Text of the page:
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CCL Tears in Dogs

Do you know what the ACL is in humans? It is a major stabilizing ligament in the knee that is commonly injured while playing sports with running and pivoting movements. Dogs have this ligament too, but it is called a CCL, the cranial cruciate ligament.

CCL Tears

The CCL in dogs is a ligament that is important for stabilizing the knee. CCL tears are the most common reasons for hind limb lameness, pain, and subsequent arthritis. A tear can be the result of a combination of factors including degeneration of the ligament, obesity, conformation, and breed. The injury is usually subtle and slow that takes place over several months or years, and rarely a sudden "traumatic" ruptured a healthy ligament. A CCL tear can be a full or partial tear. Cruciate tears can affect dogs of all sizes and ages. Some breeds are known to have higher incidence of tears such as Rottweilers, Staffordshire Terriers, and Labrador Retrievers.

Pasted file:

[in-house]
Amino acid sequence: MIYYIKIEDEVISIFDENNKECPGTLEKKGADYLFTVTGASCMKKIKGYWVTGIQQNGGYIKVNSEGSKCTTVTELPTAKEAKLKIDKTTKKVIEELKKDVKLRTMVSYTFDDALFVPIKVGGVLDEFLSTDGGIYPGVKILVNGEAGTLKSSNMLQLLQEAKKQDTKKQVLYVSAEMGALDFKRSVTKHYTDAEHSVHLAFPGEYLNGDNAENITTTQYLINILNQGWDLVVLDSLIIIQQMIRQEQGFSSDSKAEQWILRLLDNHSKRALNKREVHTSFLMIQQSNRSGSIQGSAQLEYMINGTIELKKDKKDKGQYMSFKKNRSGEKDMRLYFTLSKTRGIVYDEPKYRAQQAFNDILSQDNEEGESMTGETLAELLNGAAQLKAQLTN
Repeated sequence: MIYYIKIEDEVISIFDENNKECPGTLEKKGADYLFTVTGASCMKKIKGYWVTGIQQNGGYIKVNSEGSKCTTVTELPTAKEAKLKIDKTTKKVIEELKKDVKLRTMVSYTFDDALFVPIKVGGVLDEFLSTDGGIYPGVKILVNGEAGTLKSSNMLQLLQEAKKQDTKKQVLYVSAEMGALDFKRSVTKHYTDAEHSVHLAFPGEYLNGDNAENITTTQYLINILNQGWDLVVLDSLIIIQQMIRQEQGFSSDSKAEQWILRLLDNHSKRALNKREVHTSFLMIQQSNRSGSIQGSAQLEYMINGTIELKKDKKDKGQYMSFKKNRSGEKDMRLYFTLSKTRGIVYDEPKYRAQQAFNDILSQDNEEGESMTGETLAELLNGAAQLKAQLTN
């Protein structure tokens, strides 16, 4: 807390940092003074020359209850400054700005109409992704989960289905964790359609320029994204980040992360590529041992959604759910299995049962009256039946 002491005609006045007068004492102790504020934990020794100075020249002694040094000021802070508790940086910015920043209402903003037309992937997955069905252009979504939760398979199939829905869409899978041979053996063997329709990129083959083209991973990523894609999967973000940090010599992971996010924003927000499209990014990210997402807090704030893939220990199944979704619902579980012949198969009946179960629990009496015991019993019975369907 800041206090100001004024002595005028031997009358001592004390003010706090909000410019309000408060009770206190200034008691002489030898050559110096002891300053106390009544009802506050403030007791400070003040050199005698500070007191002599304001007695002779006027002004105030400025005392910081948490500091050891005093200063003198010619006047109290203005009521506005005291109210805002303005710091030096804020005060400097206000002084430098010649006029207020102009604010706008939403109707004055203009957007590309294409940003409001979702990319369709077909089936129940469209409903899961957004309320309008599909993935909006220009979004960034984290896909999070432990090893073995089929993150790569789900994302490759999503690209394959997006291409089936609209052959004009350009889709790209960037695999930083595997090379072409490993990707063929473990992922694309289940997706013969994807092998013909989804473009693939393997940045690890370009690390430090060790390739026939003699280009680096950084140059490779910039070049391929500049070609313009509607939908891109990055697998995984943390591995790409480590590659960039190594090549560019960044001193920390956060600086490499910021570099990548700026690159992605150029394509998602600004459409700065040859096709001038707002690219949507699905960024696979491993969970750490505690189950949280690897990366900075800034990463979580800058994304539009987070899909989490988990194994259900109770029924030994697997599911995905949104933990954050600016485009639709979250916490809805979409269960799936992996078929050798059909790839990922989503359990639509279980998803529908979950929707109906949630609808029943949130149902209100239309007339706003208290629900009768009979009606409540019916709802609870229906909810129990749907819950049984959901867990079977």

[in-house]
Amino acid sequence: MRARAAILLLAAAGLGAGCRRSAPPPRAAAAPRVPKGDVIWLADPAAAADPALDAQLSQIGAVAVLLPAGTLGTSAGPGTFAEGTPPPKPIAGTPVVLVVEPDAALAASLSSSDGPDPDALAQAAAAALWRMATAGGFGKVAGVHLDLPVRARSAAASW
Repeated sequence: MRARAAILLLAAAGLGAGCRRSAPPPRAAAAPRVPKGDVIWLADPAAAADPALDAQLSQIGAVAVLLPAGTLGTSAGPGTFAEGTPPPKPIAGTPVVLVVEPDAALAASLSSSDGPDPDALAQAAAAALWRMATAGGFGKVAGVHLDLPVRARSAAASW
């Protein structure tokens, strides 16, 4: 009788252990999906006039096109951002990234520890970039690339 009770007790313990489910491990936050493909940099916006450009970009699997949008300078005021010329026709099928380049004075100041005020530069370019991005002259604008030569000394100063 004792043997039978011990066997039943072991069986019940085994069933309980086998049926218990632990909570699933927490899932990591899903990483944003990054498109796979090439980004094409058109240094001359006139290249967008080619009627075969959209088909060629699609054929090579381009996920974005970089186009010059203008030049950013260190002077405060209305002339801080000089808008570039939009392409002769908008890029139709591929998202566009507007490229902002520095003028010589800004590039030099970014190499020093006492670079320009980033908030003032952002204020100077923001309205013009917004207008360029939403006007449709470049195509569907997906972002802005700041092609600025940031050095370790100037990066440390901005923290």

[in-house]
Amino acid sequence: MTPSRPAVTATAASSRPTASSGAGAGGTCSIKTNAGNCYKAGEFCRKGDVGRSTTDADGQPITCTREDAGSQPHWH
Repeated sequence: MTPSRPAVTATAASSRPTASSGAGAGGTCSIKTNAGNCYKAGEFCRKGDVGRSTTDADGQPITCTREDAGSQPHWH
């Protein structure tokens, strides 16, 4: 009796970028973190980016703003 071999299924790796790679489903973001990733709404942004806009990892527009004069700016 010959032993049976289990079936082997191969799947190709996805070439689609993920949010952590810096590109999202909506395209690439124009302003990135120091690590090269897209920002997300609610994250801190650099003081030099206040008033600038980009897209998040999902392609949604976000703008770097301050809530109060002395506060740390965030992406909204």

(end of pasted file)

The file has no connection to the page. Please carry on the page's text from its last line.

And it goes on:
Signs and symptoms of a CCL tear are:

  • Swelling 

  • Limping

  • Reduced movement of the knee

  • Reluctance to exercise

  • Hind leg lameness 

  • Weight shifting to one side when standing 

  • Having the hind leg extended when sitting


A CCL tear is diagnosed through observing the dog's gait, palpation of the knee, and x-rays. A CCL tear can be treated surgically or conservatively and depends on the activity level of the dog, the age of the dog, and if it is a full or partial tear. A certified canine rehabilitation therapist can help both with conservative management or post-operative care. Contact Pawsitive Impact Rehabilitation today to see how we can help your pup with a CCL tear.

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